During a conversation with S R Ramaswamy, he mentioned to me that in the 1940s, K M Munshi had asked Sastri to write about the Aryans in the first volume of The History and Culture of the Indian People. Sastri asked, “I can definitely write it but do you have the courage to publish it?” It turns out that a great nationalist of the stature of Munshi too didn’t have the guts to publish the entire essay and printed a paltry two-page summary of Sastri’s writing in the first volume.
Here is an example of a critique written by Sastri and what is noteworthy is that instead of it becoming merely reactionary, it offers a wonderful commentary on Indian culture.
I will now outline the qualities of DVG’s personality and works that can guide us in the pursuit of knowledge.
DVG has analyzed the major characters of the Mahābhārata in a long essay. His sublime analysis includes discussions on kāla, ṛta and conflicts that arise in the transition from one age to another. This is an exposition that befits the epic dimension of the Mahābhārata.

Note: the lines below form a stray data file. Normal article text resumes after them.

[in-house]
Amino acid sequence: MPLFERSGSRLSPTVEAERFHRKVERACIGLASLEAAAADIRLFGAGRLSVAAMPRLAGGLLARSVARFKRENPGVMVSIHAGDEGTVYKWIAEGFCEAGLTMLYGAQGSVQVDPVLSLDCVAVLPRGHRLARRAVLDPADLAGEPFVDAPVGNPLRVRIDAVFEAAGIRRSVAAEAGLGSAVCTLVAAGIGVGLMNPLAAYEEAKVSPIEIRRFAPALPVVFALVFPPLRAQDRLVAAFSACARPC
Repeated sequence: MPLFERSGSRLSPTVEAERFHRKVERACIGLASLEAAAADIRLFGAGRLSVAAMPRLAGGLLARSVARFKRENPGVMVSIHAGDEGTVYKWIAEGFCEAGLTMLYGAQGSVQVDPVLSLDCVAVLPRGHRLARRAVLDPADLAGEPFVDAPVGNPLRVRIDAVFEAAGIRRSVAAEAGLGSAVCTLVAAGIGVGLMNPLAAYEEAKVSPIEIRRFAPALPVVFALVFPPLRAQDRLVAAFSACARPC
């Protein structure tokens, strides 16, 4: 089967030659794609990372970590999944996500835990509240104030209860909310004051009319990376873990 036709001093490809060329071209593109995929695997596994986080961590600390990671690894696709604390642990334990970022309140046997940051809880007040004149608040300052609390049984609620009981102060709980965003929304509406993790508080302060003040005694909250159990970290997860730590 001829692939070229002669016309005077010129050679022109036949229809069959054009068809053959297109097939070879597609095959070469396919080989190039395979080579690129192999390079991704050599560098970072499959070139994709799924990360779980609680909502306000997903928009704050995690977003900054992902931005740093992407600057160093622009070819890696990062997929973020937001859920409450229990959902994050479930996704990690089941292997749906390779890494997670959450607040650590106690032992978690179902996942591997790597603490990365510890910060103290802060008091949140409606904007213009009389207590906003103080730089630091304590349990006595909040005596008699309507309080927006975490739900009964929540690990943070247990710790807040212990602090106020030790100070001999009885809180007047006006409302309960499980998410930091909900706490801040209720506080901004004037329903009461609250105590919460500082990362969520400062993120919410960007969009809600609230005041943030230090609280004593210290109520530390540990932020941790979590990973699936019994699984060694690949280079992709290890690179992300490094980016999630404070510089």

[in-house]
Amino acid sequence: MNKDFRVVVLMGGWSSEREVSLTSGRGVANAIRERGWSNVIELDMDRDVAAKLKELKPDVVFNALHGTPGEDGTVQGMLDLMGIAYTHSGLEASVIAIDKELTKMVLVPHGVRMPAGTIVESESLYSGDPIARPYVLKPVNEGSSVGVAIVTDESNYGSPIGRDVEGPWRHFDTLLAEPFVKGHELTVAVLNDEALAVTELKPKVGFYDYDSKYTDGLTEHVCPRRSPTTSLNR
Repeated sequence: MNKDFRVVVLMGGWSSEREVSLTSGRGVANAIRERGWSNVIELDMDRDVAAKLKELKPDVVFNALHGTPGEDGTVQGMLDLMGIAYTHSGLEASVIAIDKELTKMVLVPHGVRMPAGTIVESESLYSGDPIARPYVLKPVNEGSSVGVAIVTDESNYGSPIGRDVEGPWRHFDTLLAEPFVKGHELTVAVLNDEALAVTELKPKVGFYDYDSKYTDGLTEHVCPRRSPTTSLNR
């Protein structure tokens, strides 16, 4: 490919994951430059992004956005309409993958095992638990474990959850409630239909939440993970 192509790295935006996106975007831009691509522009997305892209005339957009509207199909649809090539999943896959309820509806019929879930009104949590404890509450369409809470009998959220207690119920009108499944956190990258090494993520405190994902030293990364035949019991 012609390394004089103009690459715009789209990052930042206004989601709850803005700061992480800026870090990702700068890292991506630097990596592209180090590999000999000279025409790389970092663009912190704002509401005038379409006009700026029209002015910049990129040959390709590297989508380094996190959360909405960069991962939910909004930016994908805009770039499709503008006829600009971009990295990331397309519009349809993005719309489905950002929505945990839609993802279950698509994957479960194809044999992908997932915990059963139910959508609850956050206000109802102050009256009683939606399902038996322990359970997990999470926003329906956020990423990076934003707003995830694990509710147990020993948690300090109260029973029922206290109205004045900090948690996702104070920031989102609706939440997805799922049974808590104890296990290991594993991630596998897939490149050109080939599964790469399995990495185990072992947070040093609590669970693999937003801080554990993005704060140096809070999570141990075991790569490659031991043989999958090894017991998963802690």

In the early 1940, when the Western world was at the acme of its materialistic success, Sastri wrote these visionary words – “In the history of the world, it is only Hinduism that gave not only to India but also to all her neighbours an organic conception of society based upon economic as well as spiritual needs. It is the very antithesis of ‘the principle of accumulation based on inequality’ which is a vital part of the Western order of society. It recognized frankly the hard fact that perfect equality in all spheres is impossible of attainment.